Denied Social Security benefits? Learn how to appeal

Your Social Security benefits play an important role in your retirement, and for those applying for disability benefits under Social Security (SSDI), the stakes can be even higher. A denial of benefits can have devastating effects on your ability to live comfortably. Fortunately, if your Social Security benefits are denied for medical reasons, there is an appeals process that you can follow to try to get your benefits restored.

The process is now available online for your further convenience — a great relief for those who have trouble getting to the local Social Security Administration (SSA) office for reasons of time or disability. Thanks to the online access, you can appeal your benefits conveniently even if you currently live outside of the United States.

The online portal allows you to initiate an appeal or pause the process and continue an appeal that you had already started. This secure portal guides you through all of the process steps and allows you to update any supplementary information that is needed to re-evaluate your case. Such information includes:

  • Information regarding medical treatment you have received since the previous submittal of information to the SSA, including all medical treatments and tests along with the doctors and hospitals involved in your care.
  • Subsequent changes in your medical conditions and all of your daily activities.
  • An update on all medicines that you are currently taking.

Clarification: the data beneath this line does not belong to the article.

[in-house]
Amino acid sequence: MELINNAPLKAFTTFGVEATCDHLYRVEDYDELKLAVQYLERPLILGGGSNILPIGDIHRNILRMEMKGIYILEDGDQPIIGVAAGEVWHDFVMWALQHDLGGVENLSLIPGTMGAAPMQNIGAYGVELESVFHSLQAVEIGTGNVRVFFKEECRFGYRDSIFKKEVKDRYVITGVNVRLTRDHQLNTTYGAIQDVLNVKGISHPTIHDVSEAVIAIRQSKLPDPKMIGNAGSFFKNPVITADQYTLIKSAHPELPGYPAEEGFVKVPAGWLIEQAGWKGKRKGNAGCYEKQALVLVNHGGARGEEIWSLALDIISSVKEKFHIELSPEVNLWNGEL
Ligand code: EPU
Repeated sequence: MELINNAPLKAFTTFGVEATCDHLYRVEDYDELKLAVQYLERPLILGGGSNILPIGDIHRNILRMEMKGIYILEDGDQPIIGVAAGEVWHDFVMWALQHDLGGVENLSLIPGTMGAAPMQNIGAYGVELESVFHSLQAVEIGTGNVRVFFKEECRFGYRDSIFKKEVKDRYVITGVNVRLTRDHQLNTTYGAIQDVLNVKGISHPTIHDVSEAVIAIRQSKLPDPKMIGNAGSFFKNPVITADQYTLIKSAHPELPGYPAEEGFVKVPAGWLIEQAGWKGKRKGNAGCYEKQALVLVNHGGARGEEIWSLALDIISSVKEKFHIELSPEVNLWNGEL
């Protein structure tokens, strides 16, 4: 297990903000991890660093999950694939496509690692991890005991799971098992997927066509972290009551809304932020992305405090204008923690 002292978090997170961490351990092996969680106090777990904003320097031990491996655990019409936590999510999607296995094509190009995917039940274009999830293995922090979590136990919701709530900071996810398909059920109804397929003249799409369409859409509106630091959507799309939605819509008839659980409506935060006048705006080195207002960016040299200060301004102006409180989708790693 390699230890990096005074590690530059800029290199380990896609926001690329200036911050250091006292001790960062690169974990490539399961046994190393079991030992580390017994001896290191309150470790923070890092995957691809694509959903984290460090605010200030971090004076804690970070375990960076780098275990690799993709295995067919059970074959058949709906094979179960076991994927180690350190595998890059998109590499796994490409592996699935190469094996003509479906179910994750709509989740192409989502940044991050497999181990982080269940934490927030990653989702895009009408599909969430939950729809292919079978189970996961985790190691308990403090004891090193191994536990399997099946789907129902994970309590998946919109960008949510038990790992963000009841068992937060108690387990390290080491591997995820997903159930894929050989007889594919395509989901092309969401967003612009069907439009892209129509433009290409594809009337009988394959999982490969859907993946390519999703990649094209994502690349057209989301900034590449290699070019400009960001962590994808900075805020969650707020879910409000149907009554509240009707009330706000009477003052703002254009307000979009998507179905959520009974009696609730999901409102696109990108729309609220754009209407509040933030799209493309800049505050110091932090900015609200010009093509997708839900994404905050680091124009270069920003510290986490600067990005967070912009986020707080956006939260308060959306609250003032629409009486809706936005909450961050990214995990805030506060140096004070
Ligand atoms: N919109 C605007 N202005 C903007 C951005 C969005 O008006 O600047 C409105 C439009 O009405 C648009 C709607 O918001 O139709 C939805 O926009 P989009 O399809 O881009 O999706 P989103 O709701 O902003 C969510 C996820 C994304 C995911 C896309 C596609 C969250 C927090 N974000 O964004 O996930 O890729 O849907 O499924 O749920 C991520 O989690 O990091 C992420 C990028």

Submitting your information online can help to expedite the appeals process.

Be sure to act quickly, as you generally have sixty days to request an appeal (measured from the time you receive the SSA letter). In some cases, you may be able to receive payments during the appeals process if you ask for an appeal within ten days of the denial — but you run the risk of having to pay back those funds should you lose the appeal.

There are generally four levels of appeal: reconsideration, a hearing, an Appeals Council, and Federal Court. In some states, the reconsideration step is passed up and your case goes straight to a hearing.

In reconsideration, your claim is given a complete review by an examiner and a medical consultant that were not involved in the original decision. The personnel involved in your original evaluation are not allowed to decide your reconsideration claim. According to Nolo.com, approximately 5-10% of reconsiderations are granted.

The next step is a hearing with an Administrative Law Judge (ALJ) who was not involved in either the original decision or the reconsideration. Hearings are generally held within a 75-mile radius of your home.

If you disagree with the ALJ's finding, you may take your case to the Social Security Appeals Council, but your final recourse is to file suit in Federal Court. See SSA publication EN—05-10041, "The Appeals Process," for more details on the appeal options.

You are welcome to submit your own appeal, or have a legal representative do it for you. For further advice on representation, see SSA Publication EN-05-10075, "Your Right To Representation". In either case, the online portal provides another layer of convenience.

If you believe your benefits have been unjustly denied, don't hesitate to appeal. The online portal makes it easier to do so, but whether you are more comfortable with the online approach or prefer a face-to-face meeting, be sure to have all the information you need to make your case and bring representation if you feel that it is necessary. Fight for what is rightfully yours.

This article was provided by our partners at moneytips.com.
Read more from MoneyTips:
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Photo ©iStockphoto.com/Jirsak

 


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